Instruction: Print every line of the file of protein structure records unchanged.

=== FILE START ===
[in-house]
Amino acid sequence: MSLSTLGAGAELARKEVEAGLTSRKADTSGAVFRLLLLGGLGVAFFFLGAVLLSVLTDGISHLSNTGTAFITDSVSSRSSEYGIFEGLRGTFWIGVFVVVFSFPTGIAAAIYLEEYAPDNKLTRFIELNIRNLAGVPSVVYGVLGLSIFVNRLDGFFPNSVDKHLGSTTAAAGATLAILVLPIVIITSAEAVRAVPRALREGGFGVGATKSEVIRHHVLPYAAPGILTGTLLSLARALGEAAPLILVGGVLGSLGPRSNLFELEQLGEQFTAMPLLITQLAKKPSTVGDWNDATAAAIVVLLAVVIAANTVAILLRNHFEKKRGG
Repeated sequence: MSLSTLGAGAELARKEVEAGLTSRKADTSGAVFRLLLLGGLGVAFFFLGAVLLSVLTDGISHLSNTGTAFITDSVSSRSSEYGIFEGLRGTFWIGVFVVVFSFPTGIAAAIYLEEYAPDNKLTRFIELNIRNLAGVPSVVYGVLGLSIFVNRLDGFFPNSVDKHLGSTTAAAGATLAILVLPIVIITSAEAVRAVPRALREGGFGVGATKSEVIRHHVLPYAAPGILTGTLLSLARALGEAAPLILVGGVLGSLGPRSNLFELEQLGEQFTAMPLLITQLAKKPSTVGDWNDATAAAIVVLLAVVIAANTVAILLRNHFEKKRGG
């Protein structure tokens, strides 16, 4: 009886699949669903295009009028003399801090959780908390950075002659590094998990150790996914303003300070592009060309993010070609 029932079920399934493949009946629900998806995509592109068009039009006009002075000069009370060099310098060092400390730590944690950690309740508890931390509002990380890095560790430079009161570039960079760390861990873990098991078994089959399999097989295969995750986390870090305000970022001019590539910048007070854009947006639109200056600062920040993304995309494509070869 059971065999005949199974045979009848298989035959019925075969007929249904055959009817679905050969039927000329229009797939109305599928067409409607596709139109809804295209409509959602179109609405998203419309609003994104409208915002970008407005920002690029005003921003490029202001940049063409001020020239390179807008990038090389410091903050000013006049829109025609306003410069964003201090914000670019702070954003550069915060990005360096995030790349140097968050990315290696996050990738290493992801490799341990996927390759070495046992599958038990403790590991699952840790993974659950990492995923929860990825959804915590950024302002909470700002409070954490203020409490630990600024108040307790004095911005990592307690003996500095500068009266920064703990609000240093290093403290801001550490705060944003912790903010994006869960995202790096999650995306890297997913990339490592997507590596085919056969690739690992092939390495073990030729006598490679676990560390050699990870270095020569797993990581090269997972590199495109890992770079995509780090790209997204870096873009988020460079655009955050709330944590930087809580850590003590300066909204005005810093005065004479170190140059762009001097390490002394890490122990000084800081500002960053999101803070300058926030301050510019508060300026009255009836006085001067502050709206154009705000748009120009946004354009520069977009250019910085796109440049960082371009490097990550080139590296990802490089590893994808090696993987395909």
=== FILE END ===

[in-house]
Amino acid sequence: MSLSTLGAGAELARKEVEAGLTSRKADTSGAVFRLLLLGGLGVAFFFLGAVLLSVLTDGISHLSNTGTAFITDSVSSRSSEYGIFEGLRGTFWIGVFVVVFSFPTGIAAAIYLEEYAPDNKLTRFIELNIRNLAGVPSVVYGVLGLSIFVNRLDGFFPNSVDKHLGSTTAAAGATLAILVLPIVIITSAEAVRAVPRALREGGFGVGATKSEVIRHHVLPYAAPGILTGTLLSLARALGEAAPLILVGGVLGSLGPRSNLFELEQLGEQFTAMPLLITQLAKKPSTVGDWNDATAAAIVVLLAVVIAANTVAILLRNHFEKKRGG
Repeated sequence: MSLSTLGAGAELARKEVEAGLTSRKADTSGAVFRLLLLGGLGVAFFFLGAVLLSVLTDGISHLSNTGTAFITDSVSSRSSEYGIFEGLRGTFWIGVFVVVFSFPTGIAAAIYLEEYAPDNKLTRFIELNIRNLAGVPSVVYGVLGLSIFVNRLDGFFPNSVDKHLGSTTAAAGATLAILVLPIVIITSAEAVRAVPRALREGGFGVGATKSEVIRHHVLPYAAPGILTGTLLSLARALGEAAPLILVGGVLGSLGPRSNLFELEQLGEQFTAMPLLITQLAKKPSTVGDWNDATAAAIVVLLAVVIAANTVAILLRNHFEKKRGG
């Protein structure tokens, strides 16, 4: 009886699949669903295009009028003399801090959780908390950075002659590094998990150790996914303003300070592009060309993010070609 029932079920399934493949009946629900998806995509592109068009039009006009002075000069009370060099310098060092400390730590944690950690309740508890931390509002990380890095560790430079009161570039960079760390861990873990098991078994089959399999097989295969995750986390870090305000970022001019590539910048007070854009947006639109200056600062920040993304995309494509070869 059971065999005949199974045979009848298989035959019925075969007929249904055959009817679905050969039927000329229009797939109305599928067409409607596709139109809804295209409509959602179109609405998203419309609003994104409208915002970008407005920002690029005003921003490029202001940049063409001020020239390179807008990038090389410091903050000013006049829109025609306003410069964003201090914000670019702070954003550069915060990005360096995030790349140097968050990315290696996050990738290493992801490799341990996927390759070495046992599958038990403790590991699952840790993974659950990492995923929860990825959804915590950024302002909470700002409070954490203020409490630990600024108040307790004095911005990592307690003996500095500068009266920064703990609000240093290093403290801001550490705060944003912790903010994006869960995202790096999650995306890297997913990339490592997507590596085919056969690739690992092939390495073990030729006598490679676990560390050699990870270095020569797993990581090269997972590199495109890992770079995509780090790209997204870096873009988020460079655009955050709330944590930087809580850590003590300066909204005005810093005065004479170190140059762009001097390490002394890490122990000084800081500002960053999101803070300058926030301050510019508060300026009255009836006085001067502050709206154009705000748009120009946004354009520069977009250019910085796109440049960082371009490097990550080139590296990802490089590893994808090696993987395909």